“We had to fight almost an entire year, and we finally got the ASFMC, the Mid-Atlantic Council, NOAA Fisheries (who) just put out the proposed rule; heck, NOAA Fisheries was an instrumental part in shepherding this proposal through all those other management bodies,” Capt. Nowalsky said at the January 11 meeting of the Council. “And then we got the updated MRIP numbers, and at that point the discussion of the advisors went in the direction that we just can’t give up any more.”

Nowalsky went on to explain how anglers and the recreational fishing industry were essentially “prisoners to the recreational catch estimates” coming out of MRIP.

Earlier in the week, New Jersey anglers learned that Sen. Bob Menendez had officially signed on as co-sponsor Senate Bill 1520, the Modernizing Recreational Fisheries Management Act. Also referred to as the Modern Fish Act, the bill to reform the federal fisheries law and expand recreational fishing opportunities through enhanced marine fishery conservation and management has the support of national fishing and boating organizations including the American Sportfishing Association, National Marine Manufacturers Association, International Game Fish Association, the Billfish Foundation and the Recreational Fishing Alliance (RFA) among others.

“The outcome at the New Jersey council meeting is the result of a broken fishery management system, the fix is in the two bills sitting in Congress,” said RFA executive director Jim Donofrio, while explaining that Garden State anglers hoping to see a change in future meetings should contact Senator Cory Booker “and let him know you support the Modern Fish Act amendments."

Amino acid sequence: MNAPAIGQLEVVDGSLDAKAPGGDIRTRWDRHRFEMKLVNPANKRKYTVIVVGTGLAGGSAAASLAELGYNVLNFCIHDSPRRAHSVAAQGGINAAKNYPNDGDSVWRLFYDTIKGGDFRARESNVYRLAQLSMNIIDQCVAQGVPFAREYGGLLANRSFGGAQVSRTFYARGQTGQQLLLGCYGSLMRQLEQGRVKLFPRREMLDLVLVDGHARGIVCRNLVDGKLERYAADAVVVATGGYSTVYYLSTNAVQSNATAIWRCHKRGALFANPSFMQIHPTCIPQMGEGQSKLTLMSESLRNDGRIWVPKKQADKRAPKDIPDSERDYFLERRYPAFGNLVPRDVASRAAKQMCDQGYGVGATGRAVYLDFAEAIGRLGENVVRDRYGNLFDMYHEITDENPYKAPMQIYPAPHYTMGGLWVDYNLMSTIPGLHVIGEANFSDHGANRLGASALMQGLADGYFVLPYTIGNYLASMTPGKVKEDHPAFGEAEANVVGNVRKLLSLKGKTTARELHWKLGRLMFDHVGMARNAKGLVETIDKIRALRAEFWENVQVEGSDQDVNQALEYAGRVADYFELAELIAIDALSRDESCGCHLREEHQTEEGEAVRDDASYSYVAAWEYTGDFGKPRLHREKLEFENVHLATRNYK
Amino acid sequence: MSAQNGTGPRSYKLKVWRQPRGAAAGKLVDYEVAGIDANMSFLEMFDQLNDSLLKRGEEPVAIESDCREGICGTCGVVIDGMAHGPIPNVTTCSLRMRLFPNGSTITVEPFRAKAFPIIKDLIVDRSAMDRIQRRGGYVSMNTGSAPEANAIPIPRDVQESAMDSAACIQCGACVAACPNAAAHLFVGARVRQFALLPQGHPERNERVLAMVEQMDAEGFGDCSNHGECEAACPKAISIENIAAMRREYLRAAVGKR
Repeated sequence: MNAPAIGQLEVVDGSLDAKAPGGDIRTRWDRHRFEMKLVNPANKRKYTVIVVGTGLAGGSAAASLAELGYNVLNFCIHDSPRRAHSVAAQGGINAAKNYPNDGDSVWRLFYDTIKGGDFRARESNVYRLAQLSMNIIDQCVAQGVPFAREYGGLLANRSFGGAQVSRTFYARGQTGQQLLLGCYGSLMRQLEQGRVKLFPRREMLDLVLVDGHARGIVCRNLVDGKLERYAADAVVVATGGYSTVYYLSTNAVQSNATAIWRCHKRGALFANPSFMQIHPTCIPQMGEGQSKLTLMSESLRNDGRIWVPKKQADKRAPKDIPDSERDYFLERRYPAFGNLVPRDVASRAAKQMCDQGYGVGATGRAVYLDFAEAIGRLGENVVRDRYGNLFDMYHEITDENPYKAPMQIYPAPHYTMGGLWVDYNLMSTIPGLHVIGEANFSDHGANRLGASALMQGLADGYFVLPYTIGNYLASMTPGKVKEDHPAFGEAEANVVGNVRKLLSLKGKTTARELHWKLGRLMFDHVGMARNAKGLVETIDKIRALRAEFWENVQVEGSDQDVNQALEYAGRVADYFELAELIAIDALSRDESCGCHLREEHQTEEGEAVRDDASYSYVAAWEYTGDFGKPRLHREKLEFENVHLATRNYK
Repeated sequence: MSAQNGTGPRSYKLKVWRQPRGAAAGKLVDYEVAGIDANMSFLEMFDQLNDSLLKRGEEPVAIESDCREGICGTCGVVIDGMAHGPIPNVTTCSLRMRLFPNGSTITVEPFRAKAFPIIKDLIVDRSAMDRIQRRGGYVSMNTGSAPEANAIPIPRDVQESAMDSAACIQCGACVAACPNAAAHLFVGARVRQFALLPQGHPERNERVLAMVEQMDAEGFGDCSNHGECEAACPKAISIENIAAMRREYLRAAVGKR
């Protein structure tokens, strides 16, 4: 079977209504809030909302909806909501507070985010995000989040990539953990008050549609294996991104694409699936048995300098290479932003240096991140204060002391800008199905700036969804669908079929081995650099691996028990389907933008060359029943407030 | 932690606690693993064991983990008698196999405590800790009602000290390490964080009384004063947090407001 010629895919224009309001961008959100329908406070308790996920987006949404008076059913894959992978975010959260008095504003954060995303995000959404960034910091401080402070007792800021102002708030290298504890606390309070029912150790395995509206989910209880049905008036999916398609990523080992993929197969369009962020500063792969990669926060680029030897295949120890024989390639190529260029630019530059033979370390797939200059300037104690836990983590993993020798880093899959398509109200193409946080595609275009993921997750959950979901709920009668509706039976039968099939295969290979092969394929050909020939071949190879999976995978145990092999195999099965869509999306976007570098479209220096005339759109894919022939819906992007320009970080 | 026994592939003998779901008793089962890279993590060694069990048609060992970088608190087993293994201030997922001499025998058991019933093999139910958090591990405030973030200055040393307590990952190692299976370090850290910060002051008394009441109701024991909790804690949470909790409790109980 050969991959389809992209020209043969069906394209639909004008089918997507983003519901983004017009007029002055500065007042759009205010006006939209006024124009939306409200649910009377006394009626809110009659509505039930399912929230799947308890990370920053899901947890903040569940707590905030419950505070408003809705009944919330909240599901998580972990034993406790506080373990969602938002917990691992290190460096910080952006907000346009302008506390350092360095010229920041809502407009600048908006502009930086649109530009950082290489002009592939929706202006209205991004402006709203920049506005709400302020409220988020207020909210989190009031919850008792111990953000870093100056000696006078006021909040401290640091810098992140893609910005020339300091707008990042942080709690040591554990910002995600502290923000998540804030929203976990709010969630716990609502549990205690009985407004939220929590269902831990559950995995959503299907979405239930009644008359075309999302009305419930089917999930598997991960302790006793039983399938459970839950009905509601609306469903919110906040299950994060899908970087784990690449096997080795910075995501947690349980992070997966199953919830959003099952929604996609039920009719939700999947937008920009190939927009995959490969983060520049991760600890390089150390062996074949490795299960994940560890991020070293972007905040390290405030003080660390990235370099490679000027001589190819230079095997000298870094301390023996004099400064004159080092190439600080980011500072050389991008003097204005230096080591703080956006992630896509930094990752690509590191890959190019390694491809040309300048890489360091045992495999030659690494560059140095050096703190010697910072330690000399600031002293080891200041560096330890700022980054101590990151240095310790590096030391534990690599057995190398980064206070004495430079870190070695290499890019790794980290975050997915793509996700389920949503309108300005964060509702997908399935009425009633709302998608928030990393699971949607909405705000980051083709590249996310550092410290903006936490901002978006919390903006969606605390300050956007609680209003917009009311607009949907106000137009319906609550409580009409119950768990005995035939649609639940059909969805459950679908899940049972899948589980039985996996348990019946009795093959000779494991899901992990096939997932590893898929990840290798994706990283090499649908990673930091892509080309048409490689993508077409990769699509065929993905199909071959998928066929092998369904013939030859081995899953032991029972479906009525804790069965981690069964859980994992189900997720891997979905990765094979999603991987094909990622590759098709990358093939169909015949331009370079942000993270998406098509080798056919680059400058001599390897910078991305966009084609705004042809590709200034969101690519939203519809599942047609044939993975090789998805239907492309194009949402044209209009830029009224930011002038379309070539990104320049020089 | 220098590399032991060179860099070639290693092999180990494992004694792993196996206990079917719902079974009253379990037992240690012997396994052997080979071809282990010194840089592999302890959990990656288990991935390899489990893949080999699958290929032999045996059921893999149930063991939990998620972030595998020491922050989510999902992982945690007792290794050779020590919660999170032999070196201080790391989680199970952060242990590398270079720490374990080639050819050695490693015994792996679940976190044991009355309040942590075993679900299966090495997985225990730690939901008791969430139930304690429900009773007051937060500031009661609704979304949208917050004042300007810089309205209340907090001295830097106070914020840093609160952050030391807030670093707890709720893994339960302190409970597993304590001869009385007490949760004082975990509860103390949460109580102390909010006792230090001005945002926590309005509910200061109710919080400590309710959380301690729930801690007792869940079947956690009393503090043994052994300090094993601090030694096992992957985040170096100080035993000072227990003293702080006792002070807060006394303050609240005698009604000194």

In December, a bill in the House of Representatives called the Strengthening Fishing Communities and Increasing Flexibility in Fisheries Management Act (H.R. 200) sponsored by Rep. Don Young (R-Alaska) successfully cleared the House Committee on Natural Resources on Capitol Hill. Donofrio explained that Congressman Young’s bill is the primary vessel in which much of the recreationally critical language from the Modern Fish Act is contained, calling it “a bill that ensures long-term conservation while providing greater access and fishing opportunities for the recreational fishing sector.”

Atlantic states from Massachusetts through Virginia been holding public hearings to gather public comment on Draft Addendum XXX to the Black Sea Bass Fishery Management Plan; following the official Council meeting on January 11, New Jersey anglers had a chance to weigh in on the various black sea bass management options presented in the Draft Addendum XXX document, 11 of whom stepped up to the microphone to deliver official feedback to ASMFC.

“I want to go on record, this is a pile of crap,” said Capt. Bob Rush, a New Jersey Marine Fisheries Council member and party boat captain from Cape May County. Capt. Rush went on to describe the varied options in the addendum a choice between the gas chamber and the electric chair.

“I’m forced to do these options, and I don’t want to do these options,” added Don Marantz speaking on behalf of the Newark Bait and Fly Casting Club.

On a more positive note, New Jersey anglers attending the meeting last Thursday learned that the 2018 summer flounder regulations should see a 17% improvement over 2018 based on an increase in the coastwide recreational harvest limit. More information on fluke and sea bass will follow the February meeting of both ASMFC and MAFMC, and anglers can expect final state by state regulations sometime in March.